“I look forward to continuing discussions about how to serve all of our community every day,” said Water Bureau Director Gabriel Solmer. “We may find that some ideas aren’t feasible or do not align with the current priorities of Portland voters. But we can always strive to find new ways to connect with and benefit this region that we serve.” 

“I appreciate former Water Commissioner Mike Lindberg, the Audubon Society of Portland and multiple environmental and social justice organizations for their partnership in getting accurate information to Portlanders,” said Commissioner Amanda Fritz. “It’s disappointing that opponents were able to sway voters with false claims.  Still, I know Director Solmer and the great staff in the Portland Water Bureau will continue to explore ways to promote equity and improve accessibility on Water Bureau sites while spending ratepayers’ money wisely.”   

Historical climate trends in the Bull Run Watershed

The Bull Run Watershed is a great primary water source. The temperate rain forest gets as much as four times the precipitation of notoriously rainy Portland. However, despite the abundant and reliable rainfall, the watershed has experienced the impacts of a warmer climate.

Benjamin Beal, a Water Resource Modeler at the Water Bureau, analyzed environmental data to determine  long-term climate and hydrology trends in the Bull Run Watershed. Beal’s analysis identified significant trends of increasing air temperatures, decreasing summer streamflows, and increasing water temperature in streams throughout the Bull Run.

Maximum and minimum air temperatures have increased by 2°F to 3°F since the early 1900s, with winter and summer having the highest seasonal rates of rising air temperature. Bull Run water temperatures have increased at an annual rate of 0.01°C to 0.02°C, with a summertime increase of 0.03°C .

The plots below show decreasing summer streamflows over the past 40 to 50 years. Lower summer  flows have implications for summer water supply availability. A definitive cause of these reduced streamflows remains a question of interest to bureau researchers, but climate change is likely an important factor.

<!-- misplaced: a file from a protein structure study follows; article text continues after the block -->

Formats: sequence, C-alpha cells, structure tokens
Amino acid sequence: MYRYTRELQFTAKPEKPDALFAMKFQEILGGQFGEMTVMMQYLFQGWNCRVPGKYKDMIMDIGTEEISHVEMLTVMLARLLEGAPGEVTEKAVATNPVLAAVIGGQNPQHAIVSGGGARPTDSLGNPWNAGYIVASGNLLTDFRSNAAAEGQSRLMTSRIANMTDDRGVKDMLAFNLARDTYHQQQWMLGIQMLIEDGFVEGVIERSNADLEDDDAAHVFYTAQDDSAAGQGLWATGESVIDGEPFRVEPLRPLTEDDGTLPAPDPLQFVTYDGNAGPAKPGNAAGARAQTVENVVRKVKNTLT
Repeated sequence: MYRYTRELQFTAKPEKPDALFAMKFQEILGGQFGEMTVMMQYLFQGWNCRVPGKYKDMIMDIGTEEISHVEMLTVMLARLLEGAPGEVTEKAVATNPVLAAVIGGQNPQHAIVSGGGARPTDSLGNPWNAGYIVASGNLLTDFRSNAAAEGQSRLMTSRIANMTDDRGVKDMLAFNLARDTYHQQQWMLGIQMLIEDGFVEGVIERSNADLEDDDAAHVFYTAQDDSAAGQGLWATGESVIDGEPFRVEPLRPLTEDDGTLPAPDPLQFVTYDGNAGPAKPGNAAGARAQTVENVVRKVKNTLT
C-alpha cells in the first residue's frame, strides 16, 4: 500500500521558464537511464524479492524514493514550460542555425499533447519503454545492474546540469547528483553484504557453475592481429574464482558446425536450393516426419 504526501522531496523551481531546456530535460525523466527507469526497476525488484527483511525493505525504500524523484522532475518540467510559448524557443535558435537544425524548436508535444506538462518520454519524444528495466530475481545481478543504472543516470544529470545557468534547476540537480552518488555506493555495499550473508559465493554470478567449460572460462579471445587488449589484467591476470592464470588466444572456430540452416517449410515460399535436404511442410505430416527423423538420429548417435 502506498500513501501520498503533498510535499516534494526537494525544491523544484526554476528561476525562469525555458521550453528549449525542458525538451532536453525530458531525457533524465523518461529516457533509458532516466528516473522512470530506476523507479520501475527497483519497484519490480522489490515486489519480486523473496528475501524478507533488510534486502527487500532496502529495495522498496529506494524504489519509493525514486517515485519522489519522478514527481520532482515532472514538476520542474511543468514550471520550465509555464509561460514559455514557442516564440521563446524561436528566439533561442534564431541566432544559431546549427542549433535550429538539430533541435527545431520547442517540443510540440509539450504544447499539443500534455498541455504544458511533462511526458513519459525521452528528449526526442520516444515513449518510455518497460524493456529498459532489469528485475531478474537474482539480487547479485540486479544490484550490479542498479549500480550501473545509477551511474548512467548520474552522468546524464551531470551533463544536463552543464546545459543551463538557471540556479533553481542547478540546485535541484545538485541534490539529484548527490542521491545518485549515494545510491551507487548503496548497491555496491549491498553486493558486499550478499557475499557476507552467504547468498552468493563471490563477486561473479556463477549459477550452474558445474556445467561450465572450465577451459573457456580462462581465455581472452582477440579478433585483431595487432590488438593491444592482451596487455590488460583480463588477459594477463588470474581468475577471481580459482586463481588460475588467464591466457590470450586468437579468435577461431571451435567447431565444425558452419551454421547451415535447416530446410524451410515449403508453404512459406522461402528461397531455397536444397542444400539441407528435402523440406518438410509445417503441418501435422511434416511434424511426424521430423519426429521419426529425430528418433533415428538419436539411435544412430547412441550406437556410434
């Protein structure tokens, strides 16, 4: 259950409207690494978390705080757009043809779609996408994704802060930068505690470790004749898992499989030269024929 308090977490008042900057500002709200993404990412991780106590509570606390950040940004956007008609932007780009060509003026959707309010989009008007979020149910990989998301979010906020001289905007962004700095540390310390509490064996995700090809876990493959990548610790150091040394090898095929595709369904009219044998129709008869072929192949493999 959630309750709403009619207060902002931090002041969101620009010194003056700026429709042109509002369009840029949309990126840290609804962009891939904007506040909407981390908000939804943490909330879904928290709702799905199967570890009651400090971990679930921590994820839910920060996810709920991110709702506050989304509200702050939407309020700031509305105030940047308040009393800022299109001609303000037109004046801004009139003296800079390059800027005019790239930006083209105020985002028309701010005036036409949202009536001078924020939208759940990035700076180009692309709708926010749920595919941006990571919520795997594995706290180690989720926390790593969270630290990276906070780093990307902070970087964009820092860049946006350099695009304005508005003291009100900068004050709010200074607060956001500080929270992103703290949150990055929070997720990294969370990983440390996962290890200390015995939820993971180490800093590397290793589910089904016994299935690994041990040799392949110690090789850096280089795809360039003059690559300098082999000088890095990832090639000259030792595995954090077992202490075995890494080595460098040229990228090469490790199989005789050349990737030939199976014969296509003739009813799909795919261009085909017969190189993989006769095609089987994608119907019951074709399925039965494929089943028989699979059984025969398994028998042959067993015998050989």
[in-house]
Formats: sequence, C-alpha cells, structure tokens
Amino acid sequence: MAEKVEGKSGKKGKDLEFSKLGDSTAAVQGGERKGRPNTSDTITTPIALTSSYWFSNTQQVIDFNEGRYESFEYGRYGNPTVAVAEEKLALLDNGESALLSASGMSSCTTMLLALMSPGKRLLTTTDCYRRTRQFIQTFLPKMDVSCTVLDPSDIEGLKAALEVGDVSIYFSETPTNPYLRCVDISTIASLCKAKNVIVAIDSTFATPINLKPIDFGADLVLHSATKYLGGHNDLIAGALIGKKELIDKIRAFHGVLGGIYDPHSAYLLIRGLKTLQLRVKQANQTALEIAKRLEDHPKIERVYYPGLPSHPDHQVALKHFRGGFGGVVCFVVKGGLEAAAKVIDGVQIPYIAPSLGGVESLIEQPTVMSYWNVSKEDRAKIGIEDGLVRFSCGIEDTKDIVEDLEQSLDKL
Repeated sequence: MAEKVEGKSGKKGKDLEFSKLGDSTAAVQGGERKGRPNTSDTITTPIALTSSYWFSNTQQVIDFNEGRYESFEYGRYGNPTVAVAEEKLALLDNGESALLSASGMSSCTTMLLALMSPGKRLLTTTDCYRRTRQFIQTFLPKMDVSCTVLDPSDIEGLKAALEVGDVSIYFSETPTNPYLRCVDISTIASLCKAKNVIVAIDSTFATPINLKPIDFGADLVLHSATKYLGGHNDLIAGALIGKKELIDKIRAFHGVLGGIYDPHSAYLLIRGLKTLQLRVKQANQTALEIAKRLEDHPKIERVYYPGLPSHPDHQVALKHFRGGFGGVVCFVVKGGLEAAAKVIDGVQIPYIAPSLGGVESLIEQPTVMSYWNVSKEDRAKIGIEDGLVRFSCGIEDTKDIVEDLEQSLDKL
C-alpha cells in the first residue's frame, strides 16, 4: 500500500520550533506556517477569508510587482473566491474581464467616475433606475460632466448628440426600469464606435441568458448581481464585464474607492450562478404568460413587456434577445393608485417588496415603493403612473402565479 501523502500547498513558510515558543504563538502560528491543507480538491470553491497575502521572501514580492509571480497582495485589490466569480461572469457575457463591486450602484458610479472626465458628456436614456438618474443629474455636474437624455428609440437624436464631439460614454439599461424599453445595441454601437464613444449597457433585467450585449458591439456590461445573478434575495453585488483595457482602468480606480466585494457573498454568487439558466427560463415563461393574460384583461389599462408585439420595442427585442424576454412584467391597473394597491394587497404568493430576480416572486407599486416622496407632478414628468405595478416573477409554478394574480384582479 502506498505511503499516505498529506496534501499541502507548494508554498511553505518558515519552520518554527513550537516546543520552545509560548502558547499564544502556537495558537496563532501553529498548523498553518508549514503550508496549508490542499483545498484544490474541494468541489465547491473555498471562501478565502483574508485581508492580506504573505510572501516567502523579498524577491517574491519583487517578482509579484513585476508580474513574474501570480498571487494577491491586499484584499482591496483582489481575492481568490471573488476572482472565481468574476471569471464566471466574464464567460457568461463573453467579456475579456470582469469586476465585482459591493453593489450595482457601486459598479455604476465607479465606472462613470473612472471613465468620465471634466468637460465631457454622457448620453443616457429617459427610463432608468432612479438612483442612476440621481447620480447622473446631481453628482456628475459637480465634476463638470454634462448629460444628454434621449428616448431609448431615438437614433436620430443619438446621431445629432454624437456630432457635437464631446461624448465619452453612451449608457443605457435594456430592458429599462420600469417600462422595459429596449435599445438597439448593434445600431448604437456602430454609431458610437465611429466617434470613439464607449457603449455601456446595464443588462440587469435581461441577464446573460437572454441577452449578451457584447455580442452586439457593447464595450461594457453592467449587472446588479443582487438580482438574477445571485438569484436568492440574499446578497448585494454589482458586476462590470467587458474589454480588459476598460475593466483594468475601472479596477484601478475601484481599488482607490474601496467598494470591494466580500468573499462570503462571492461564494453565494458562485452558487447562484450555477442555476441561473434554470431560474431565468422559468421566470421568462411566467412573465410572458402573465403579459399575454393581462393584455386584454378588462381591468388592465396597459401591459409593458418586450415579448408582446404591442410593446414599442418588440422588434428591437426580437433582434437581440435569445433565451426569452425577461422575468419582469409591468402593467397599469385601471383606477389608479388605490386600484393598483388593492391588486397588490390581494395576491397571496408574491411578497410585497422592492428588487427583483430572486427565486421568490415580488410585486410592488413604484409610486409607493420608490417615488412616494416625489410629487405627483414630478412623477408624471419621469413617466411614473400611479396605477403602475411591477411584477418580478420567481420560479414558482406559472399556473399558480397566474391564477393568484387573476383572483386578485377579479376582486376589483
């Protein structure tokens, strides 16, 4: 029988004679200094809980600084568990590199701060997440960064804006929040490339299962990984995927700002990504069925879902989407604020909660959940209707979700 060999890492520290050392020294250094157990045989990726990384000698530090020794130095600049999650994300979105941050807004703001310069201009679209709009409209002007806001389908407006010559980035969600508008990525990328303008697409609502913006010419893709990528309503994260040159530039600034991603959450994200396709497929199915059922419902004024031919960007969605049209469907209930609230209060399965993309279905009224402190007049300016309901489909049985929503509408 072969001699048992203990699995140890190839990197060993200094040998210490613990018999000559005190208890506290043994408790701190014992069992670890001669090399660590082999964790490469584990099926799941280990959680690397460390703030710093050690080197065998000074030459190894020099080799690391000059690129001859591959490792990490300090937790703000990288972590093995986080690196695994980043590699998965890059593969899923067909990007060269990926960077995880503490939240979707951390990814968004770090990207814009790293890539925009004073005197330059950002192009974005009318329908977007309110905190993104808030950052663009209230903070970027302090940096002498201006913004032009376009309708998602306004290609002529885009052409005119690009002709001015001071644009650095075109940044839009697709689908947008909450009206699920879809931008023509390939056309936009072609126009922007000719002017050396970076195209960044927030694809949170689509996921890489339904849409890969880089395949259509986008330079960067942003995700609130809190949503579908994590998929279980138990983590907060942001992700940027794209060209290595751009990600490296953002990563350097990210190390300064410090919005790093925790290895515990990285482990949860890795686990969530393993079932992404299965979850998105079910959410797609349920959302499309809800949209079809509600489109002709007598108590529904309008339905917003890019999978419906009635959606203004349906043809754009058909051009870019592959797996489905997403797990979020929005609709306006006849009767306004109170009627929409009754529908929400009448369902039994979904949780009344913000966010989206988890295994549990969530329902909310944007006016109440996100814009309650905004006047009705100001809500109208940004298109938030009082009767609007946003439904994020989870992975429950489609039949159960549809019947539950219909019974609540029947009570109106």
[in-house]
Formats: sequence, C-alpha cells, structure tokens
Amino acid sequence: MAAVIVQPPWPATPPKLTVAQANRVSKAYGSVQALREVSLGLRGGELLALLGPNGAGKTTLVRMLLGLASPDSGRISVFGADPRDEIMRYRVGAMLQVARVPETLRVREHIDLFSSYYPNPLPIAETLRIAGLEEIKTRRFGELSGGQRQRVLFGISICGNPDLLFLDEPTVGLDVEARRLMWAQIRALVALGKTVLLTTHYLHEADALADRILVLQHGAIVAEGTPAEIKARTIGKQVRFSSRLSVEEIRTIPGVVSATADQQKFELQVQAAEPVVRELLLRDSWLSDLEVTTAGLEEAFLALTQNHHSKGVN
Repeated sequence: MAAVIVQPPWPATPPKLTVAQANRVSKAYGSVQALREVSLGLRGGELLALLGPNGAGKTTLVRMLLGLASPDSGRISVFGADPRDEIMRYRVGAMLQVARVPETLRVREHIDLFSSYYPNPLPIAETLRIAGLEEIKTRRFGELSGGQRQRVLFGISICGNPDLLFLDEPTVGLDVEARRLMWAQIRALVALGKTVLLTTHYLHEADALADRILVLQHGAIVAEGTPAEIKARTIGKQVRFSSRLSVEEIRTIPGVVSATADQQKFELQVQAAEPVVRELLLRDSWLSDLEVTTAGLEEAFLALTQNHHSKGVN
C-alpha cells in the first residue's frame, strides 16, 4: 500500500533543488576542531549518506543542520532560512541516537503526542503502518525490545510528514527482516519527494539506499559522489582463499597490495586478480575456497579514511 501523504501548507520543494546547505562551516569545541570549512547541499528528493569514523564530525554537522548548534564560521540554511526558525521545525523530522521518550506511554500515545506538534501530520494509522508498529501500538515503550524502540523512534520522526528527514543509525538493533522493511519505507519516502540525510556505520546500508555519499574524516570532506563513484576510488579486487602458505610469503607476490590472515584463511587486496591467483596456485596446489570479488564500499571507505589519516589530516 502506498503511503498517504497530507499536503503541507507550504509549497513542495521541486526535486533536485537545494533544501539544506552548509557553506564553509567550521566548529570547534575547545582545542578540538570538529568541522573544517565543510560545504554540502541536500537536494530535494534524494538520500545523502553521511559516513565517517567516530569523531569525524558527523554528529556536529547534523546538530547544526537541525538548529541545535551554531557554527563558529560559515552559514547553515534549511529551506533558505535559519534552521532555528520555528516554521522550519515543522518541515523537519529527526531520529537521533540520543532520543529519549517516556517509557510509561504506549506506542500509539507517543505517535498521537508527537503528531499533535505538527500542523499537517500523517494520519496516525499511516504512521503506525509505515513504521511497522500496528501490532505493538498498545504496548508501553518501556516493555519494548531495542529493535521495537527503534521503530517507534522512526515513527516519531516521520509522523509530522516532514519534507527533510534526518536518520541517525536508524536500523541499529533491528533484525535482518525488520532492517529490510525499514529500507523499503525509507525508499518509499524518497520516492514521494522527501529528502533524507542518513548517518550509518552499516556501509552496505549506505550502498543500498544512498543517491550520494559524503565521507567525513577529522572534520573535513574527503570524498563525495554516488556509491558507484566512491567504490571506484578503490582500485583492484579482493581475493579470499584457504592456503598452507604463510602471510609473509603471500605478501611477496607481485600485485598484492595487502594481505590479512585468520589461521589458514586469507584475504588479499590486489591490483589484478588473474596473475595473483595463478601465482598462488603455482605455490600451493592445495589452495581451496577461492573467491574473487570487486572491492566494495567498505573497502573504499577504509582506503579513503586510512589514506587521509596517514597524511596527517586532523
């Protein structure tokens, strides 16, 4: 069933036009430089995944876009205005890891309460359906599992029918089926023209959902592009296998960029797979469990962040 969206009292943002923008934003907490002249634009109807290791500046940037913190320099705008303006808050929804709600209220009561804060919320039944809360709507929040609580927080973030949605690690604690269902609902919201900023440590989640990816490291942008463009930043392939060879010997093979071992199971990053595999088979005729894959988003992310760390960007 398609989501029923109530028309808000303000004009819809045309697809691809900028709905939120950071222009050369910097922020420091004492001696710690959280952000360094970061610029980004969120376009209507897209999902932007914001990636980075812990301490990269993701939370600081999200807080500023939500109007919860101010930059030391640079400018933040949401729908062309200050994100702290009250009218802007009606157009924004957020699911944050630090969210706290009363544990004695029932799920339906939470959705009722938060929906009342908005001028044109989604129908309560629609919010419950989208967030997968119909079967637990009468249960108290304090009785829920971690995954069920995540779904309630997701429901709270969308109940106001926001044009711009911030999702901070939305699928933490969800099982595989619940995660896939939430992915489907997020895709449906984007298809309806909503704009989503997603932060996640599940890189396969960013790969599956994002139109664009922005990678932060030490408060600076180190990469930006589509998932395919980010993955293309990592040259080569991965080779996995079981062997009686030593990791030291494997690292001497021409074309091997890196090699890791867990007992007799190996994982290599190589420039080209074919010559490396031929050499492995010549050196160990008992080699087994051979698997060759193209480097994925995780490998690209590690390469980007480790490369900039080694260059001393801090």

“To me, this sort of analysis is a local reminder that the Pacific Northwest is not immune to the effects of climate change and that we have already been impacted, whether we realize it or not,” says Beal.

Although the population of Portland is growing, the demand for water has been declining. Over the last decade, demand has fallen 16% from 109 gallons per capita per day in FY 2008–09 to 90 gallons per capita per day in FY 2018–19.

While the average customer being more water-wise helps stretch water supplies during the summer months, the bureau has still had to pump significant amounts of groundwater to meet water demands as recently as 2015 and 2018 in response to  earlier than usual dry seasons. Bull Run will likely experience similar stressful water supply years in a warmer future. Continued investments in Portland’s groundwater system are needed to make the entire water system more resilient in the face of these future stressors.

“The decline in summer streamflows has significant implications for our future summer supply,” said Kavita Heyn, the bureau’s Climate Science and Adaptation Program Manager. “We need to recognize the vulnerability of the Bull Run supply to warmer and drier conditions, and ensure we have a reliable groundwater supply, that together with Bull Run, can meet water demands.”

graphs showing a decreasing trend in streamflow

The plots show a decreasing streamflow trend in four of the Water Bureau’s primary stream flow gages for the hydrologic summer, which spans July, August, and September. The y-axis shows flows in cubic feet per second, and the x-axis shows the average monthly flow for a given year. 

Cryptosporidium Monitoring Update: Detections from routine monitoring in the Bull Run. Customers do not need to take any additional precautions at this time.

Since 2017, the Portland Water Bureau has detected low levels of Cryptosporidium from routine monitoring. These detections are more common during the rainy season and not unexpected after the recent rains. Results from recent monitoring were received from the Bull Run Watershed intake for Cryptosporidium, a potentially disease-causing microorganism. One Cryptosporidium oocyst was detected in the 50-liters collected on Sunday, Oct. 18. Prior to this detection, Cryptosporidium was last detected from the Bull Run Watershed intake on July 5, 2020, when one oocyst was detected from the 50-liters sampled.